How Chip and PIN Credit Cards Work

Chip and PIN in America

Why is the United States one of the last countries in the world to adopt chip and PIN credit cards? First of all, America has a strong telecommunications infrastructure, making it easy to instantly authorize purchases made with a magnetic-stripe card, so offline capability is not so attractive. Second, credit card fraud was historically concentrated in other countries, which made them more eager to embrace chip and PIN technology.

Finally, it will cost American retailers and banks around $8 billion to make the switch, between upgrading the credit cards themselves as well as the readers used in retail establishments [source: Schneider]. (It costs around $2 to produce and distribute a magnetic card and $15-$20 to produce and distribute a chip and PIN card [source: Bell].) And, the credit card market in the U.S. is so large and complex — more than 15,000 American banks issue cards — that it's more difficult to implement widespread changes than in countries with a more centralized banking and credit system [source: Ghahremani].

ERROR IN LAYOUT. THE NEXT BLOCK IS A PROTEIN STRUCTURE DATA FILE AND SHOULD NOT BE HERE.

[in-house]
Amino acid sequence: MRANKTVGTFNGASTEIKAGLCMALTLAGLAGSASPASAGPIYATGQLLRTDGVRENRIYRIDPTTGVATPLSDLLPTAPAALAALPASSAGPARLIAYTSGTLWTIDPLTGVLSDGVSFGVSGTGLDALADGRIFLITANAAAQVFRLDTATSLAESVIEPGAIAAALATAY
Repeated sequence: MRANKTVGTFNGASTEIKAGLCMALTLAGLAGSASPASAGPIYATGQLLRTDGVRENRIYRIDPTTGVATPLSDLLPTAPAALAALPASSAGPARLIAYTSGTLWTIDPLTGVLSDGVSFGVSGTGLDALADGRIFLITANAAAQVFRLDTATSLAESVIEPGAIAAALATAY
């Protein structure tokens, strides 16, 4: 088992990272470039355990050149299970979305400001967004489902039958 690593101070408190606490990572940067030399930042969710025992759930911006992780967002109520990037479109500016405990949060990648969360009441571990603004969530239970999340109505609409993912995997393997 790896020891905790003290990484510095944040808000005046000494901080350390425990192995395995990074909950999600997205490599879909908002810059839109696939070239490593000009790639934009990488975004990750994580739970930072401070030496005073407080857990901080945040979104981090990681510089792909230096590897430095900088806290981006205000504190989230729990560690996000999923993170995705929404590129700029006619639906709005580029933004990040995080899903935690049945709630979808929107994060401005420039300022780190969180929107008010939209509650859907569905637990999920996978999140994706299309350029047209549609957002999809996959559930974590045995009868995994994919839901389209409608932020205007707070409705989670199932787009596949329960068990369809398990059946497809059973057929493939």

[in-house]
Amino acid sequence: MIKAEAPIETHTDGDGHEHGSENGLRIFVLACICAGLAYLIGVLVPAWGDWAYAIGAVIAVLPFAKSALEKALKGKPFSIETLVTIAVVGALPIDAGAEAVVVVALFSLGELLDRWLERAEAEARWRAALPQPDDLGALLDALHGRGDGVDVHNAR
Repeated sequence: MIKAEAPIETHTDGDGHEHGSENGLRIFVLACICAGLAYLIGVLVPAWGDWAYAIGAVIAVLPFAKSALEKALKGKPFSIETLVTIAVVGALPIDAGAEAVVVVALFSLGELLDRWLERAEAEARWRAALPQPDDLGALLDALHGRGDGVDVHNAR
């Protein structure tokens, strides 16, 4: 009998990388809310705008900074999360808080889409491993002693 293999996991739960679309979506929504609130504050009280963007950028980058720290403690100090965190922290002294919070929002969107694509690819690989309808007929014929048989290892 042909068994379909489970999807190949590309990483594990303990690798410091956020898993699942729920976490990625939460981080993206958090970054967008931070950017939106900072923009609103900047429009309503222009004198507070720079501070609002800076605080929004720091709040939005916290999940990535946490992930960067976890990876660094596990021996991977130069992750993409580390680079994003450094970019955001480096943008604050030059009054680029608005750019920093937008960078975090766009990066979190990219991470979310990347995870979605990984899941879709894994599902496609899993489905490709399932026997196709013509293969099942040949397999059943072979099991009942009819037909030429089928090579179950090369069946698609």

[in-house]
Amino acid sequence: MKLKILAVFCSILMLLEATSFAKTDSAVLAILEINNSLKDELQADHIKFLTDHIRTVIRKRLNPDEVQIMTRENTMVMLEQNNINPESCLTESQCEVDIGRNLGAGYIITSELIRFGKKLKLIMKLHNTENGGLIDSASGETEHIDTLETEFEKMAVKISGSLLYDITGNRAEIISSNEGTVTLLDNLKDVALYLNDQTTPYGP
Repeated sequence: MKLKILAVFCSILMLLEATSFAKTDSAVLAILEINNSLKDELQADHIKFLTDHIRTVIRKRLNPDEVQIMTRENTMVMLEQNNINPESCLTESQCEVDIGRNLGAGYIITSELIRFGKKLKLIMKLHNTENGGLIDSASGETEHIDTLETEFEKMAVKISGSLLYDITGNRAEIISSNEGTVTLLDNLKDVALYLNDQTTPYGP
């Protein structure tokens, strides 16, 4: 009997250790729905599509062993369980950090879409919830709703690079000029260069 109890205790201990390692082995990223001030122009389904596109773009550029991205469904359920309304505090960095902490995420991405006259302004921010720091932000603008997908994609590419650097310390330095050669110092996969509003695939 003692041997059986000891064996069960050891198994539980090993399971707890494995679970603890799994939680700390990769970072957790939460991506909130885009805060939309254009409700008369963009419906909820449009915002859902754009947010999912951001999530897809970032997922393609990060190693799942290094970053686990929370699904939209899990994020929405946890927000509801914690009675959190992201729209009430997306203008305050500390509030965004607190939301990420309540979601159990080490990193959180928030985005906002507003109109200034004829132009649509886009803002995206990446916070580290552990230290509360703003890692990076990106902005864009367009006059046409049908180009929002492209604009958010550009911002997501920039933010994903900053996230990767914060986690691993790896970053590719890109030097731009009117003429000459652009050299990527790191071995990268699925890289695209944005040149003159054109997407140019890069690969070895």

But, high-profile attacks like Target's and the rising concentration of credit card fraud in the U.S. have changed minds. America's largest two credit card companies, Visa and MasterCard, have a roadmap in place for switching over to chip and PIN credit cards by October 2015. Visa and MasterCard won't force banks and merchants to issue the new cards, but they will hold them liable for fraud that occurs with older, magnetic-stripe cards [source: Gara]. In preparation for the switch, large retailers like Wal-Mart and Target have already invested in checkout terminals that can process chip and PIN cards [source: Schneider].

For lots more information on how credit cards work, how to avoid identity theft, and tips for traveling abroad, check out the related HowStuffWorks articles on the next page.

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